Branch testifies in ex-staffer’s theft trial
Baltimore City Councilwoman Paula Johnson Branch testified in Circuit Court yesterday that she never ordered her former campaign treasurer – a man who state prosecutors say committed theft and perjury in his political role – to give $2,000 cash to the re-election campaign of state Sen. Nathaniel J. McFadden in 2002 to cover illegal payments to campaign workers.
“Do you have any knowledge, any personal knowledge, of where that $2,000 went?” Senior Assistant State Prosecutor Steven Trostle asked Branch yesterday in the jury trial of Momoh Abu Conteh, a former city housing authority administrator who lost his job because of allegations of wrongdoing.
“No,” Branch responded.
The trial of Conteh, who ran for a spot on the state Democratic Central Committee four years ago, is expected to continue today, with Branch returning to the witness stand. But in an odd twist, McFadden’s testimony could be recorded by video from the senator’s bedside.
McFadden has told court officials that he recently had back surgery and cannot leave his home. Prosecution and defense attorneys told Judge Allen L. Schwait yesterday that it was critical that they have McFadden’s testimony. As a result, Schwait signed a warrant of body attachment, which would require McFadden’s appearance in court no matter his medical condition, in case the senator refuses to be videotaped.
Defense attorneys accused McFadden of trying to avoid coming to court and facing the man he set up as his fall guy. “There’s reason to believe that he’s ducking testimony in this case,” said Steven D. Silverman, one of Conteh’s attorneys.
McFadden could not be reached for comment last night.
State prosecutors allege that Conteh embezzled $2,000 from Branch’s campaign fund and filed a false campaign report with the state Board of Elections in Annapolis. They say he committed perjury when he signed his name to the campaign report he filed in March 2004 even though he knew it was inaccurate.
Conteh, a native of Sierra Leone and father of three daughters, says he is innocent. His attorneys say that the former human resources administrator had too much going for him- a high-paying job and close ties to several prominent politicians who were willing to help him get elected to the central committee – to jeopardize his future by committing a crime.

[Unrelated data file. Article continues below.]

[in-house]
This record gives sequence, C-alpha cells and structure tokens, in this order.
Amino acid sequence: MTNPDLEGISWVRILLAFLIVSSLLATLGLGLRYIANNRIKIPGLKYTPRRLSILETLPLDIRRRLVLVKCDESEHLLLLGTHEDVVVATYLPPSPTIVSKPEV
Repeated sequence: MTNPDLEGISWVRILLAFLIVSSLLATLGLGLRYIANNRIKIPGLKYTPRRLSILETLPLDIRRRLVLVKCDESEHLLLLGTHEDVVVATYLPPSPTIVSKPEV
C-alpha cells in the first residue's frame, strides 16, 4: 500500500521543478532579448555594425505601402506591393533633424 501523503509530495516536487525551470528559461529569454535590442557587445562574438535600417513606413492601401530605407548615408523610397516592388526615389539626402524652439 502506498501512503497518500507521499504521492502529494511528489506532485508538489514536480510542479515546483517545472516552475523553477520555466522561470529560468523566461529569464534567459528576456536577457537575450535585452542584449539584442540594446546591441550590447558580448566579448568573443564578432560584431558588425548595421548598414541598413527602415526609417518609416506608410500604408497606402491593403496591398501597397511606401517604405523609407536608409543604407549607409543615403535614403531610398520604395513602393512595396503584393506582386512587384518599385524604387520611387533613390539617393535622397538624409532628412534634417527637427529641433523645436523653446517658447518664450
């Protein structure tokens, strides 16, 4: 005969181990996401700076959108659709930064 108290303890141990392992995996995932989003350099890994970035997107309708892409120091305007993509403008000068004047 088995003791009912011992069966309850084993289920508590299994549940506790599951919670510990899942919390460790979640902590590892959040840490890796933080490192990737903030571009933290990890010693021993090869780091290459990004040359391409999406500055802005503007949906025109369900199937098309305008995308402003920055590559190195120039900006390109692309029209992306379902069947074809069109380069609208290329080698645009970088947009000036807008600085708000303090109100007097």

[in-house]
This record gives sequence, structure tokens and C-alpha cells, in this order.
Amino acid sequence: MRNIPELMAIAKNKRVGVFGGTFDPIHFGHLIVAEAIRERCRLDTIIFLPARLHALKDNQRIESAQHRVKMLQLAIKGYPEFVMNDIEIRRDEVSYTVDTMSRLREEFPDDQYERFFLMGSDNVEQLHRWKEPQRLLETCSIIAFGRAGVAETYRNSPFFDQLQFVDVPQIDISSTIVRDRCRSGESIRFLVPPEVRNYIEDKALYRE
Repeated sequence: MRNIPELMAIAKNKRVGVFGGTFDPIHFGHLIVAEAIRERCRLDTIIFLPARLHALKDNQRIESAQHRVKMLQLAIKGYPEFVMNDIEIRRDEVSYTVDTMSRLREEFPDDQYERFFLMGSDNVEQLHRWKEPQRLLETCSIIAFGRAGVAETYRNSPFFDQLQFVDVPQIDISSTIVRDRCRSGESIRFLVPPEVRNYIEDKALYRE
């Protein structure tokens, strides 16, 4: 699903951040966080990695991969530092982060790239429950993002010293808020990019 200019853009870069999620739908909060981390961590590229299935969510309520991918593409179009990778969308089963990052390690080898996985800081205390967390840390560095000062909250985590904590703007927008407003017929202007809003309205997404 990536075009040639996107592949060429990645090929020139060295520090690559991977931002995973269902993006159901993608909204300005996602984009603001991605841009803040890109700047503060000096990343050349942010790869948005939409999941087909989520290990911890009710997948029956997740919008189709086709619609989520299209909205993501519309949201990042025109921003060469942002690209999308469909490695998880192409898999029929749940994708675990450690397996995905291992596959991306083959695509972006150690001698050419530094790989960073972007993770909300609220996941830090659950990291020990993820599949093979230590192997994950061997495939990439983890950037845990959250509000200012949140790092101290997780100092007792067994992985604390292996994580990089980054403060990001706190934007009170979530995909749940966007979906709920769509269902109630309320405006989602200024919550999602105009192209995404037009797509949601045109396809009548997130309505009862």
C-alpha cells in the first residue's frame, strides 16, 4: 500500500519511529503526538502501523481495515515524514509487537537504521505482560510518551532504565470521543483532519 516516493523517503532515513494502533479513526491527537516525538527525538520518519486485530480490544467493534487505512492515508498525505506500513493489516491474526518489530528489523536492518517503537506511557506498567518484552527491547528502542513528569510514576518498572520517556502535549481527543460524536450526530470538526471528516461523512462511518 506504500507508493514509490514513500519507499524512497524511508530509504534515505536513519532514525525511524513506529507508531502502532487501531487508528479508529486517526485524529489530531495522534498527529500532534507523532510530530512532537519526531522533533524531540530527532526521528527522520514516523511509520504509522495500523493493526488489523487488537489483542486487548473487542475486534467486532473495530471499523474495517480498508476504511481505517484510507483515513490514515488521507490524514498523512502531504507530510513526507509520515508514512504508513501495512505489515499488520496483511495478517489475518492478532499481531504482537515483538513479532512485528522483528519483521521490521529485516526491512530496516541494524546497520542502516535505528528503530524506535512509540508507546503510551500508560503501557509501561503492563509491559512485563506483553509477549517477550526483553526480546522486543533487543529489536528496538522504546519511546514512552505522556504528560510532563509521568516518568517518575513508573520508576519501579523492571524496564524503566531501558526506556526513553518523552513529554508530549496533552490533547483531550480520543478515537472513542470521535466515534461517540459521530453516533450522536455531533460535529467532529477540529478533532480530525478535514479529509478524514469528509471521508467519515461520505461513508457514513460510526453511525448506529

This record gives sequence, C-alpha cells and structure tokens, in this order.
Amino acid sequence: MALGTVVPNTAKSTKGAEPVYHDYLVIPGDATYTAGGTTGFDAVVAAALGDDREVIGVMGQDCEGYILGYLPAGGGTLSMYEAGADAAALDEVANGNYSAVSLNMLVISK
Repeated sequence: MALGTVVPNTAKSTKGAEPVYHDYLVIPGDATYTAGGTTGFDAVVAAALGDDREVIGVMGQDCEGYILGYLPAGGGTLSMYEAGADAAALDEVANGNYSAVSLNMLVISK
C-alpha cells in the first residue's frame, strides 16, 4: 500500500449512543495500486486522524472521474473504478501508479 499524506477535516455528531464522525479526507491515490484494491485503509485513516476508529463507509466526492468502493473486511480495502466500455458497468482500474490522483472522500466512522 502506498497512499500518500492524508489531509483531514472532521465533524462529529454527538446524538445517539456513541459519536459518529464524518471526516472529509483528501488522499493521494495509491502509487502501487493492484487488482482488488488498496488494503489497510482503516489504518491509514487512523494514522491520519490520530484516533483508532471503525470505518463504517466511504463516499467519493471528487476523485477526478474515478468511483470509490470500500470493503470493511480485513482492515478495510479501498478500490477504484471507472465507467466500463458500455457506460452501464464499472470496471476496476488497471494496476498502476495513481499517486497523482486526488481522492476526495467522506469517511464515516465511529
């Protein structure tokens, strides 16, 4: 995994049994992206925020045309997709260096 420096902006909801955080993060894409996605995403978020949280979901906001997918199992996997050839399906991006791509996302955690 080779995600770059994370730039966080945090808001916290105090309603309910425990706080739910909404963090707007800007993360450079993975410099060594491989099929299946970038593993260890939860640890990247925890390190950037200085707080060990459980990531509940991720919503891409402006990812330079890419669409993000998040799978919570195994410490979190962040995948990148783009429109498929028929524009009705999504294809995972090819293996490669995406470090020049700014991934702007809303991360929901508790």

Instead, defense attorneys say that Branch, McFadden and other political operatives used Conteh as their scapegoat. They say that Branch asked Conteh to give the $2,000 to Marie Washington, a leader of the powerful Eastside Democratic Organization, for use by the McFadden campaign. They say the cash was used for “walking-around money,” or to pay campaign workers.
At the time, such payments were prohibited by state law. However, in March 2004 the Maryland Court of Appeals struck down the law, saying that it violated the U.S. Constitution by unduly restricting free speech.
“Imagine the feeling of being stabbed in the back and being railroaded by people you trusted,” said Silverman, during opening remarks in the trial Monday.
In her testimony yesterday, Branch said that she had no knowledge of her campaign’s finances because state law prohibits elected officials from handling money. She said she left that responsibility to Conteh, whom she trusted. She said that when she received notices from the Board of Elections warning her that campaign reports had not been filed, she called him to check on the status of the reports.
“He always told me he would get to it,” said Branch, whose campaign failed to file reports for about four years.
(Branch’s campaign was allowed to remain on the November ballot in 2004, in violation of state law.)
Aug. 9, 2006